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Across the Golden Gate from San Francisco, Marin County is an unabashed introduction to Californian self-indulgence: a pleasure zone of conspicuous luxury and abundant natural beauty, with sunshine, sandy beaches, high mountains and thick redwood forests. Often ranked as the wealthiest county in the US, Marin has attracted a sizeable population of wealthy young professionals to its swanky waterside towns, though in the past the region served as logging headquarters.

The largely undeveloped Marin Headlands , across the Golden Gate from San Francisco, afford some of the most impressive views of the bridge and the city behind. The coastline is much more rugged than it is on the San Francisco side, and it makes a great place for an isolated clifftop scramble, in among the concrete remains of old forts and gun emplacements. Heading west on Bunker Hill Road takes you up to the brink of the headlands before snaking down to Fort Barry, and wide, sandy Rodeo Beach , from which numerous hiking trails branch out. Check in at the Marin Headlands Visitor Center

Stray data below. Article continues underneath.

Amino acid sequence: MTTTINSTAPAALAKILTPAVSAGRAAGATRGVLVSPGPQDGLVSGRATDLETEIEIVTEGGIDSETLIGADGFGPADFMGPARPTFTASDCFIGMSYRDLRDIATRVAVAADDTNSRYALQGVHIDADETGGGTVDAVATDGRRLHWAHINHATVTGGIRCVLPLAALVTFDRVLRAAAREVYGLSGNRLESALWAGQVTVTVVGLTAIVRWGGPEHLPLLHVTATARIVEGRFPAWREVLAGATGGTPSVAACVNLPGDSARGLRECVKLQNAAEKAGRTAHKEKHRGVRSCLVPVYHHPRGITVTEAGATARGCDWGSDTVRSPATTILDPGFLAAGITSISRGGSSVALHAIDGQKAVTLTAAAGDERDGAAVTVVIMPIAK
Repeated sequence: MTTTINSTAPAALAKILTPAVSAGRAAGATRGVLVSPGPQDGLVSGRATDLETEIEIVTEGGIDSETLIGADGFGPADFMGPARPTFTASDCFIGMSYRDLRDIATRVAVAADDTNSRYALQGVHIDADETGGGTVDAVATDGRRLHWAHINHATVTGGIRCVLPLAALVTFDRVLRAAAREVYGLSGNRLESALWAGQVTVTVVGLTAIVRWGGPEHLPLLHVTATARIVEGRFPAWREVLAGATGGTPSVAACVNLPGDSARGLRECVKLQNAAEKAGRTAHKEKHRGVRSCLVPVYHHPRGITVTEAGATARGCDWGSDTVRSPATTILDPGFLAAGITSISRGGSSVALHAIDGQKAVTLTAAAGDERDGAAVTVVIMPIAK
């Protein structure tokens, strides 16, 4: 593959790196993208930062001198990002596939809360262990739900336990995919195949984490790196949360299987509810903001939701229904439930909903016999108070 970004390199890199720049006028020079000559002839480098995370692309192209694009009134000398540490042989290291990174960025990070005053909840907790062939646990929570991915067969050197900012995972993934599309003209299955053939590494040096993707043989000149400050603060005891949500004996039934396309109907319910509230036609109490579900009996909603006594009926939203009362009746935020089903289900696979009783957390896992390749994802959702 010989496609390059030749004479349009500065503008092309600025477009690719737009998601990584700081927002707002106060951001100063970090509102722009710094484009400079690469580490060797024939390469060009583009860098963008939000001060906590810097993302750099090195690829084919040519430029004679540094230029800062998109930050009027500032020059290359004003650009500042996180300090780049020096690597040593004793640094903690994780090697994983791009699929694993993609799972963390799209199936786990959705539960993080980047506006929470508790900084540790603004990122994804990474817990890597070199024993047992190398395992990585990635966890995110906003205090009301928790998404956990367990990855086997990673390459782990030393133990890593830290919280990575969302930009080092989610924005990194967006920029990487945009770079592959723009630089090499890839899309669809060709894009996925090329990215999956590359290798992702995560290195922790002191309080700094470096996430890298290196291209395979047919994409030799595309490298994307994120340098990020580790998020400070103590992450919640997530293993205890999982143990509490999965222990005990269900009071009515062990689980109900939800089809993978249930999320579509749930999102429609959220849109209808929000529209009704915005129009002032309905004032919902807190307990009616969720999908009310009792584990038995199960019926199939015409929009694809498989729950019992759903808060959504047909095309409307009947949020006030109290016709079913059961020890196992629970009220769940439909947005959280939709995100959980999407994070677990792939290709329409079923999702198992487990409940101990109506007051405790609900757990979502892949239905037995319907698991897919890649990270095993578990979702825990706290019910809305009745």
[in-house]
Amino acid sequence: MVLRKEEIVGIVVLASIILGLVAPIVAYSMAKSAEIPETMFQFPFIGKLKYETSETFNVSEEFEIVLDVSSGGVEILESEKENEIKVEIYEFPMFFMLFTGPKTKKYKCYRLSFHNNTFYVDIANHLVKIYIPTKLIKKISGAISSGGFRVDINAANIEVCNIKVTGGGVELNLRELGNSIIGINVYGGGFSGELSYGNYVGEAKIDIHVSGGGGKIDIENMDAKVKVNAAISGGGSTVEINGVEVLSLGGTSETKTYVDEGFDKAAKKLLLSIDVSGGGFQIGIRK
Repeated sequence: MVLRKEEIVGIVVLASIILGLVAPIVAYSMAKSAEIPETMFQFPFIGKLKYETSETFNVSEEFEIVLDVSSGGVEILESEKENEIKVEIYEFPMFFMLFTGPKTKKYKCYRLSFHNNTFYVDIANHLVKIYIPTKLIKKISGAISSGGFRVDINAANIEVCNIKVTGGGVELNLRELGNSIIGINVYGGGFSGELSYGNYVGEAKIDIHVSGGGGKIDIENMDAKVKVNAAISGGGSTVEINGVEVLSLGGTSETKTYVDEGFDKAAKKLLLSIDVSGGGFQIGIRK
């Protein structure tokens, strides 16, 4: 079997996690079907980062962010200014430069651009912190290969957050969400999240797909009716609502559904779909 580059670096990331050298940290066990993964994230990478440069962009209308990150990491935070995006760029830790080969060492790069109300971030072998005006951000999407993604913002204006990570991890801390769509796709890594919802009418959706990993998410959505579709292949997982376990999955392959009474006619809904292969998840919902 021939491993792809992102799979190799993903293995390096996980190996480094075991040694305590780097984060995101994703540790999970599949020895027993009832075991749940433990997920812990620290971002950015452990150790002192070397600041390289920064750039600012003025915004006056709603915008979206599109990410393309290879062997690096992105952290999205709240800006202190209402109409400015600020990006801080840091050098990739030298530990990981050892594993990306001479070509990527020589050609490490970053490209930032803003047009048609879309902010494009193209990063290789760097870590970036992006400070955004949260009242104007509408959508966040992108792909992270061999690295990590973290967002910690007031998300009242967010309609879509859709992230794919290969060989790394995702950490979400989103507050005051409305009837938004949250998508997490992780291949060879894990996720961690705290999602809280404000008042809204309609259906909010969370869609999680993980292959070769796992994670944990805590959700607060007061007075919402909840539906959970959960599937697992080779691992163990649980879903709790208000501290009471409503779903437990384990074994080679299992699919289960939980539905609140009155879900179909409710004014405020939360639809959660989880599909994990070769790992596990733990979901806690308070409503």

The westernmost tip of Marin County comes at the end of the Point Reyes National Seashore , a near-island of wilderness bordered on three sides by over fifty miles of isolated coastline - pine forests and sunny meadows hemmed in by rocky cliffs and sandy, windswept beaches. This wing-shaped landmass is a rogue piece of the earth's crust that has been drifting steadily northwards along the San Andreas Fault, having started out some six million years ago as a suburb of Los Angeles. When the great earthquake of 1906 shattered San Francisco, the land here, at the epiCenter, shifted over sixteen feet in an instant, though damage was confined to a few skewed cattle fences.

From the east peak of Mount Tamalpais, a quick two-mile downhill hike follows the Temelpa Trail through velvety shrubs of chaparral to the town of MILL VALLEY , the oldest and most enticing of the inland towns of Marin County. This was originally a logging Center, from where the destruction of the surrounding redwoods was organized, but for many years the town has made a healthy living out of tourism and October's annual Mill Valley Film Festival, which draws area stars and up-and-coming directors alike.

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